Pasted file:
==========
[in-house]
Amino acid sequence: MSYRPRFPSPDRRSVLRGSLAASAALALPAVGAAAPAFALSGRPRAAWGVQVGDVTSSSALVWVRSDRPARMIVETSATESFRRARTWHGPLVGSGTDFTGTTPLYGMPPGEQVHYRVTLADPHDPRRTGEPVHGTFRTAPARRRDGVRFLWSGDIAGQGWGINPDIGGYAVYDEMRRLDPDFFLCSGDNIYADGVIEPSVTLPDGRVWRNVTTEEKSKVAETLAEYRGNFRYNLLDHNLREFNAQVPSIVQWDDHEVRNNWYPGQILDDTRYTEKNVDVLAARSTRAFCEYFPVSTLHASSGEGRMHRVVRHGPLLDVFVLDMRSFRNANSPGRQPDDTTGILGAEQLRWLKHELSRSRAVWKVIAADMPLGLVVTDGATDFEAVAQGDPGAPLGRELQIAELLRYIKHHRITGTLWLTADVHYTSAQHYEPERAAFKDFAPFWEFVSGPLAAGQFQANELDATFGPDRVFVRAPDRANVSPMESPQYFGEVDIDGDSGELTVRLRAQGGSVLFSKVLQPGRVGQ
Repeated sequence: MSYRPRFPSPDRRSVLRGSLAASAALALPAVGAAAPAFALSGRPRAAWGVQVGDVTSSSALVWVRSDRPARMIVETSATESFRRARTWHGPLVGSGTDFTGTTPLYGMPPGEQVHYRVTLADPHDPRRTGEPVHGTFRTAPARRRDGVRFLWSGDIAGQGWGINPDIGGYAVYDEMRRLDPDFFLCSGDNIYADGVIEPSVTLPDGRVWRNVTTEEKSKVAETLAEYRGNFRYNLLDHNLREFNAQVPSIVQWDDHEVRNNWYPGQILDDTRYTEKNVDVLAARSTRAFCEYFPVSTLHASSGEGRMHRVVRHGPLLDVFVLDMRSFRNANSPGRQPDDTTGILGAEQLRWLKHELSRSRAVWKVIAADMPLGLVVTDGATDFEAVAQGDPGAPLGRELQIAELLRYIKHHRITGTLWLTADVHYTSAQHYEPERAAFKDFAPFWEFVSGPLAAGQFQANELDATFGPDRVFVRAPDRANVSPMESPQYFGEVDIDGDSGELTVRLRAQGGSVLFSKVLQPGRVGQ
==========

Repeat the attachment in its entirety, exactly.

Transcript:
[in-house]
Amino acid sequence: MSYRPRFPSPDRRSVLRGSLAASAALALPAVGAAAPAFALSGRPRAAWGVQVGDVTSSSALVWVRSDRPARMIVETSATESFRRARTWHGPLVGSGTDFTGTTPLYGMPPGEQVHYRVTLADPHDPRRTGEPVHGTFRTAPARRRDGVRFLWSGDIAGQGWGINPDIGGYAVYDEMRRLDPDFFLCSGDNIYADGVIEPSVTLPDGRVWRNVTTEEKSKVAETLAEYRGNFRYNLLDHNLREFNAQVPSIVQWDDHEVRNNWYPGQILDDTRYTEKNVDVLAARSTRAFCEYFPVSTLHASSGEGRMHRVVRHGPLLDVFVLDMRSFRNANSPGRQPDDTTGILGAEQLRWLKHELSRSRAVWKVIAADMPLGLVVTDGATDFEAVAQGDPGAPLGRELQIAELLRYIKHHRITGTLWLTADVHYTSAQHYEPERAAFKDFAPFWEFVSGPLAAGQFQANELDATFGPDRVFVRAPDRANVSPMESPQYFGEVDIDGDSGELTVRLRAQGGSVLFSKVLQPGRVGQ
Repeated sequence: MSYRPRFPSPDRRSVLRGSLAASAALALPAVGAAAPAFALSGRPRAAWGVQVGDVTSSSALVWVRSDRPARMIVETSATESFRRARTWHGPLVGSGTDFTGTTPLYGMPPGEQVHYRVTLADPHDPRRTGEPVHGTFRTAPARRRDGVRFLWSGDIAGQGWGINPDIGGYAVYDEMRRLDPDFFLCSGDNIYADGVIEPSVTLPDGRVWRNVTTEEKSKVAETLAEYRGNFRYNLLDHNLREFNAQVPSIVQWDDHEVRNNWYPGQILDDTRYTEKNVDVLAARSTRAFCEYFPVSTLHASSGEGRMHRVVRHGPLLDVFVLDMRSFRNANSPGRQPDDTTGILGAEQLRWLKHELSRSRAVWKVIAADMPLGLVVTDGATDFEAVAQGDPGAPLGRELQIAELLRYIKHHRITGTLWLTADVHYTSAQHYEPERAAFKDFAPFWEFVSGPLAAGQFQANELDATFGPDRVFVRAPDRANVSPMESPQYFGEVDIDGDSGELTVRLRAQGGSVLFSKVLQPGRVGQ